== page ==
Stef Lambrecht, Protos, presented ongoing ACP-EU Water Facility projects in Benin and Haiti, noting their expected capacity-building results. He described the strengths of the projects, including their multiple-scale, catalytic, and federating effects. He noted as challenges harmonization and co-management planning, and concluded that projects must: be supported in the long term by the ACP-EU Water Facility; accelerate achievement of the MDGs; and support “real and concrete” decentralization. Maggie White, Eau Vive, added that some ACP-EU Water Facility projects have fostered local financing to ensure project continuity.
Evelyn Otim, National Water and Sewerage Corporation of Uganda, addressed the funding gap between national- and community-level water projects, underscoring the importance of women in these projects.
In the ensuing discussion, panelists discussed: the continuity of the ACP-EU Water Facility; co-financing issues; local communities’ ability to fulfill administrative steps to achieve financing; and funding arrangements with UN organizations.
PARTICIPATION OF THE MAYORS: Over ten Mexican State representatives took part in a day-long session on their experiences in water management. Cristóbal Jaime Jáquez, Co-Chair of the 4th Forum and Director General of the National Water Commission (CONAGUA), Mexico, opened the panel discussion.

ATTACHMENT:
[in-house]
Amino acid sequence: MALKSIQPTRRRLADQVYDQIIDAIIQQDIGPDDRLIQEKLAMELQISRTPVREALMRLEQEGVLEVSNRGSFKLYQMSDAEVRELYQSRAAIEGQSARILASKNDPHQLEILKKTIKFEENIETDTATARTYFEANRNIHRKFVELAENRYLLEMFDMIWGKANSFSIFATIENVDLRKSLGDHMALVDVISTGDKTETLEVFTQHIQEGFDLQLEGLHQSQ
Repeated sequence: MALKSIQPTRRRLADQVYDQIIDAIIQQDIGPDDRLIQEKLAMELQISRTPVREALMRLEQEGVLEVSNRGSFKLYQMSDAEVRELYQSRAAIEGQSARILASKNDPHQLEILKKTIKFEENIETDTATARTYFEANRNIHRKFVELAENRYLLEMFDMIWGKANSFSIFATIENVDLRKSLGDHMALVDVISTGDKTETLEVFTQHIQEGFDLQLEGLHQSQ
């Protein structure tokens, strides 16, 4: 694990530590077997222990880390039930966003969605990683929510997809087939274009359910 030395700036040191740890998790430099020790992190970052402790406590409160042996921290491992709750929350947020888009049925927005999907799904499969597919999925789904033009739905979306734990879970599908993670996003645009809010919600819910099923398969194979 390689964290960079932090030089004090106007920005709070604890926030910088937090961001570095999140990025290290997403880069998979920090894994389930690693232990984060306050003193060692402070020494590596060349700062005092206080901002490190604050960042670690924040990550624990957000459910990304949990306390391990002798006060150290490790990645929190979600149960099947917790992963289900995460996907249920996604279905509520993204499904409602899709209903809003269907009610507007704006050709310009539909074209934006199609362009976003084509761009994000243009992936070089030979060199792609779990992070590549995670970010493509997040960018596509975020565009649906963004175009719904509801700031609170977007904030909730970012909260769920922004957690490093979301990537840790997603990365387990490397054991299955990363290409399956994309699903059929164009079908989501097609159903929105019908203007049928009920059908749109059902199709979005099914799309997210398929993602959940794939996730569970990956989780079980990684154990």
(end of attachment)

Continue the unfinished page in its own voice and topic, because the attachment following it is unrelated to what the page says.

Luis Armando Reynoso Femat, Governor of Aguascalientes, presented two projects undertaken in his State to address water supply and management: the “Clear Water” strategic project, which resulted in a saving of 50 million cubic meters of water per year through modernized irrigation; and the rehabilitation of the San Pedro River. He stressed coordination amongst all levels of government and local participation across different sectors of society.
Eugenio Elordi Walter, Governor of Baja California, stressed the need for bilateral communication and cooperation regarding the management of transboundary watersheds, and said that unilateral decisions can have detrimental effects on the environment and local livelihoods. Highlighting the US All-American Canal in the Colorado River watershed, he noted its negative impacts on ecosystems and agriculture in Baja California, and stressed that any decision should take into account the interests of all stakeholders, particularly at the local level. Noting that another similar infrastructure project is being planned, he called for constructive bilateral diplomacy, asked for the international community’s support, and pledged his State’s commitment to dialogue and cooperation. Jaime Jáquez supported transboundary management of the Colorado River, and suggested that this be regarded as one of the outcomes of the 4th Forum.
Ismael Hernández Deras, Governor of Durango, presented “Prossapys,” a programme established to address drinking water supply and sewage systems in highly underserved and sparsely populated rural areas in Mexico. He highlighted organized participation of the community, co-responsibility and effective decentralization, and proposed, inter alia, to devote a percentage of the budget to achieving the MDGs and promoting transparency in projects and subsidies.